BookLocker, one of many print-on-demand (POD) publishers who are threatened by Amazon's move to vertically integrate POD with online sales by priveleging authors who publish with Amazon subsidiary BookSurge, has brought a lawsuit against the Web retailing giant in the United States District Court of Maine. According to the allegations, Amazon and BookSurge have done everything in their power to keep this under the radar — by notifying publishers and authors over the phone instead of in writing, and demanding confidentiality agreements in the proposed contracts. But the case really hinges on the power of the "Buy now with 1-Click™" button. Why should you care?
Because Amazon already does much to determine what books sell, and how much they sell for, which directly impacts the trade in ideas between readers and writers, not to mention the bottom lines of publishers and the ability for authors to pay rent. In a world where Amazon controls distribution of physical books from small publishers through POD publishing, sales and distribution, as well as electronic distribution through the Kindle reader, the company can effectively shut uncooperative publishers and their ideas out of the business.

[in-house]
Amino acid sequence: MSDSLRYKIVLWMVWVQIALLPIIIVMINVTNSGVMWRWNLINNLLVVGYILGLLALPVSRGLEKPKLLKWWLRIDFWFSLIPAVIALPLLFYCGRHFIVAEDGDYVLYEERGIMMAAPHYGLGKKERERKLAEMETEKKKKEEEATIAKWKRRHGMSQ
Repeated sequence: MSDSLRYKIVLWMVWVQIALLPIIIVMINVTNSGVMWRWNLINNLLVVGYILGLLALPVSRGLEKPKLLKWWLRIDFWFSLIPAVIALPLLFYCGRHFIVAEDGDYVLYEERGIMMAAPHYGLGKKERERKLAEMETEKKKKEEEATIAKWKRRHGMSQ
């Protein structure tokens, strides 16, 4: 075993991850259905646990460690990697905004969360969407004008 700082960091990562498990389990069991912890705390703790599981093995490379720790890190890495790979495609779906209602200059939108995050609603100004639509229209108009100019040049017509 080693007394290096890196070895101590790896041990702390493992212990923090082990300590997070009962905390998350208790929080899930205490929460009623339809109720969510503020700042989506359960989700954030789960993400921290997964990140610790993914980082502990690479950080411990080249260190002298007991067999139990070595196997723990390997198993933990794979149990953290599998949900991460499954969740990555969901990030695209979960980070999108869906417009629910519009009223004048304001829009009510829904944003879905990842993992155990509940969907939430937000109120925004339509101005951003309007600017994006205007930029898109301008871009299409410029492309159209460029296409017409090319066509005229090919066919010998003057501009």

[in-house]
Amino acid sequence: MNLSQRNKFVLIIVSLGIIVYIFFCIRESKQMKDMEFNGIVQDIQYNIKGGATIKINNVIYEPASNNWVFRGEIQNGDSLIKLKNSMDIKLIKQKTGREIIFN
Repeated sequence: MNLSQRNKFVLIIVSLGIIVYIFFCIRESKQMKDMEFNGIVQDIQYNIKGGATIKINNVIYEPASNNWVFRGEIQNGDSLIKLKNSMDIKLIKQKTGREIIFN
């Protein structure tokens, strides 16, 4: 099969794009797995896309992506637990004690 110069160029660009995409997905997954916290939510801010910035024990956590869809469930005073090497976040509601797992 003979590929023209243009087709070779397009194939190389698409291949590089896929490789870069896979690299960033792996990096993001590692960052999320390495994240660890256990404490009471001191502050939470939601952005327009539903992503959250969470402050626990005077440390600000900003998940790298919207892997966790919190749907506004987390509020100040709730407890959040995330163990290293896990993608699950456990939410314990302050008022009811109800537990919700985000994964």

The suit itself [PDF] has only just been submitted, and a district court judge will have to judge the case on its merits as well as certify as a class action if other POD publishers, such as LightningSource and Lulu, come forward as fellow plaintiffs in the case. Amazon could relent on some of the more obnoxious terms of their own volition, however, and nip this dispute in the bud if it so chose — which just goes to show how much power Amazon founder Jeff Bezos has over the future of publishing.